Double Slit Diffraction
Young’s Double Slit Experiment (1801)
Click below to see a demonstration of Young’s Experiment.
Vary the slit distance and notice what happens to the pattern on the screen.
Several things should be emphasized from this double slit setup:
- A maximum bright line is formed in the geometric center, caused by constructive interference of the light waves – called the principal image or central bright spot.
- Other bright lines are formed which have a smaller intensity than the center bright line. These are called the second, third, fourth, (and so on) images.
- Dark lines are formed between the bright lines where destructive interference has occurred.
- Decreasing the slit separation increases the width of the bright and dark bands.
The light source would be located on the left side, as would the diffraction grating. The diffraction grating is a glass or plastic material that has series of very closely spaced slits. A diffraction grating constant is assigned to every grating. This is known as “d”.
The horizontal arrow represents how far the diffraction grating is placed with respect to the screen. This is known as “L”.
The vertical arrow represents the location of the first order image with respect to the principal image. This is known as “y”. (sometimes seen as “x” in some equations)
The screen is located on the right side of the diagram, on which “y” is measured.
The angle, theta, must also be known (or calculated)…this is the smaller angle on the left side for one of the triangles.
The diagram can be simplified even more than above by just drawing one right triangle (instead of the two shown).
Equations Used for Double Slit Interference
= (d sin )/n
= wavelength of light, in m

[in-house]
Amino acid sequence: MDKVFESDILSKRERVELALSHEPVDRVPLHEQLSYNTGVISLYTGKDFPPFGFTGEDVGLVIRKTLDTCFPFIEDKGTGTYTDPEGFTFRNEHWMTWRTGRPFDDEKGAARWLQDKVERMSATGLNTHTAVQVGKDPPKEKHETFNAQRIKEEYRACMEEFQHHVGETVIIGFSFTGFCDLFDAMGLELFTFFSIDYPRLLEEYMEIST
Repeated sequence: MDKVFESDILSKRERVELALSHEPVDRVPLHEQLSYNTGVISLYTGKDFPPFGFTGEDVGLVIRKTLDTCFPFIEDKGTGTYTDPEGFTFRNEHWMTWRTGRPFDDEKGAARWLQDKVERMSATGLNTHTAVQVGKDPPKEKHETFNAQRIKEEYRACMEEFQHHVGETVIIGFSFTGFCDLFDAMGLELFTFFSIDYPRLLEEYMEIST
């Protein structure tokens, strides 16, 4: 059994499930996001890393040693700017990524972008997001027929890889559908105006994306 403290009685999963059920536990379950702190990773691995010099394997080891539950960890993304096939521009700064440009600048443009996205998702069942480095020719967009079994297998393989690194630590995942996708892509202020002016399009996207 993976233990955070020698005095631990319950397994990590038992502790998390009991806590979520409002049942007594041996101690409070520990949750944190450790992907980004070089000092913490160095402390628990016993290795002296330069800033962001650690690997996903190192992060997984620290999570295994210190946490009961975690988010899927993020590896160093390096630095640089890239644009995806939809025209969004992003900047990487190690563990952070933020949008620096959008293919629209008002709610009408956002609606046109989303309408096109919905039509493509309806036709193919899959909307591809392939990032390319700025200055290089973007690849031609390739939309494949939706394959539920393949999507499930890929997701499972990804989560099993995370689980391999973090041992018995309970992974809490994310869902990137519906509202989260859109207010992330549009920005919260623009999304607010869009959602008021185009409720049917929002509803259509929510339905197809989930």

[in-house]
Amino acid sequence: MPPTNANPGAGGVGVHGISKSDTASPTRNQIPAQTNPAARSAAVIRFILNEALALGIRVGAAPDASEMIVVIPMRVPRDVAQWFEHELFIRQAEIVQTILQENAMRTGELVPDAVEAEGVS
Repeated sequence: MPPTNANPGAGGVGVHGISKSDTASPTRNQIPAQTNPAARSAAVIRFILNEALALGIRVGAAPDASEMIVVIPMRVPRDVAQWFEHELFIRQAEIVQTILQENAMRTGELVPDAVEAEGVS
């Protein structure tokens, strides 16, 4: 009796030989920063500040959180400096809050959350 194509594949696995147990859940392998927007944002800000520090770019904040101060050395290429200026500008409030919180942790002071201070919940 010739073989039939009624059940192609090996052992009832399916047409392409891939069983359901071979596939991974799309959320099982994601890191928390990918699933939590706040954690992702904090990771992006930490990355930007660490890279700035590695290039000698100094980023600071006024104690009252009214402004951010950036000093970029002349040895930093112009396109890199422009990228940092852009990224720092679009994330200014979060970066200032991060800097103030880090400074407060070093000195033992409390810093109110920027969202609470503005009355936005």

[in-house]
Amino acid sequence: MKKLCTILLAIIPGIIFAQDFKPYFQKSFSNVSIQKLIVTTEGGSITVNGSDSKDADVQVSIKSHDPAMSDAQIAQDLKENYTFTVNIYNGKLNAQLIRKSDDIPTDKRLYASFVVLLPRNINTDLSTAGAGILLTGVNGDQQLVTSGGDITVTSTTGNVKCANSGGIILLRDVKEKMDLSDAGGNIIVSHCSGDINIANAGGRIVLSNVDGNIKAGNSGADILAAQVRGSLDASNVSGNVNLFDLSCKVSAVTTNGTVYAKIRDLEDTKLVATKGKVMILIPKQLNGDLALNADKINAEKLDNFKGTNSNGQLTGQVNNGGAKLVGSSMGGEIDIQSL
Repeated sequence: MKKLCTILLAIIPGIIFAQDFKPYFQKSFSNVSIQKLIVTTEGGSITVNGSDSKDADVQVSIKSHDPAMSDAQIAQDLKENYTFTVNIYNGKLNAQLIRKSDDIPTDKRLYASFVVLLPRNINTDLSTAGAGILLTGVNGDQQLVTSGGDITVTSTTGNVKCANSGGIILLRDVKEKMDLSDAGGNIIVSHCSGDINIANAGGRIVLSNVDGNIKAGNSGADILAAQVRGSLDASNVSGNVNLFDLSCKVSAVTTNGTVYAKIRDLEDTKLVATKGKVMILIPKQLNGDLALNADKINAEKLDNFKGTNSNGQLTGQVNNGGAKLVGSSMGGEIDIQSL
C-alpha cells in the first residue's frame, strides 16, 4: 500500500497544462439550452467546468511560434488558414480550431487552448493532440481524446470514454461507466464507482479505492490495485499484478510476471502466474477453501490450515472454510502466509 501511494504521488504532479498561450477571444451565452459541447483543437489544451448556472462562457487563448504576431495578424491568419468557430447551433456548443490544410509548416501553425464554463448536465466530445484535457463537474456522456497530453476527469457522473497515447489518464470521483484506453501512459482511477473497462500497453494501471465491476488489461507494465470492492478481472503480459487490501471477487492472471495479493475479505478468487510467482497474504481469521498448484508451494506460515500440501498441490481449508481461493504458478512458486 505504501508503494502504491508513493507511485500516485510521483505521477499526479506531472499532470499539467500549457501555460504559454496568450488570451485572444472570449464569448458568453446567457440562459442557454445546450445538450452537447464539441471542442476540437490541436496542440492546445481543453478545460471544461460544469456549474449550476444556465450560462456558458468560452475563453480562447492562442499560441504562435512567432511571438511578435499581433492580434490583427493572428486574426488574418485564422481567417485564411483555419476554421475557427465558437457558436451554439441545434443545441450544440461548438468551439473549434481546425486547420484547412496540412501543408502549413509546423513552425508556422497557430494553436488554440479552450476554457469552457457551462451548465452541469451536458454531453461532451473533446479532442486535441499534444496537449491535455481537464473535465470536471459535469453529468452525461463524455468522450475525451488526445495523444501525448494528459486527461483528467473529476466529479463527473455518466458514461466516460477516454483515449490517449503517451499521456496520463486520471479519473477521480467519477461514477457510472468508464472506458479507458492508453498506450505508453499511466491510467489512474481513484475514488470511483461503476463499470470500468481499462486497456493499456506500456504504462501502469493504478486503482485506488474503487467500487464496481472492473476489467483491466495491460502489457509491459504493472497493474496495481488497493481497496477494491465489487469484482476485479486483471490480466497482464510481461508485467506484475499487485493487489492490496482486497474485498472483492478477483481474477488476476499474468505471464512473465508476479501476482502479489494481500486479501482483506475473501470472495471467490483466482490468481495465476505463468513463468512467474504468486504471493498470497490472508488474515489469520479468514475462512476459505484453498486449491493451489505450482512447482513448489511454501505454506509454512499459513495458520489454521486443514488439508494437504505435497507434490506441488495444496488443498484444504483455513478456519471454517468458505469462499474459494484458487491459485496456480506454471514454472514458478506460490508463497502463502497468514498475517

d = diffraction grating constant, in m
= angle between line drawn to first order image and straight line to principal image
n = image order, 1,2,3,etc (maximum brightness)
[Use (n + 1/2) for minimums, where n = 0,1,2, etc.]
Formulas for positions of dark and bright bands:
Ybright = ( L n)/d
Ydark = [ L(n + 1/2)]/d
Open and save the document from the sidebar handout titled Diffraction Problems. After you have completed the diffraction problems and feel confident with the material, you will be prepared for a quiz over this material.
Single Slit Diffraction
Click on the following Single Slit Diffraction Exercise. Notice what happens to the distance between the images when the wavelength of the light is changed.
Some important points about the single slit pattern formed:
- The central bright band is twice the width of any other order image.
- The light intensities decrease as the pattern moves away from the central bright band.
A right triangle can be drawn as in double slit diffraction problems. The equation used for single slit diffraction is
sin = m /a
= angle between straight line path to screen and straight line path to the first order image.
m = band order of the image 1,2,3, etc.
= wavelength of light, m
a = slit width, in m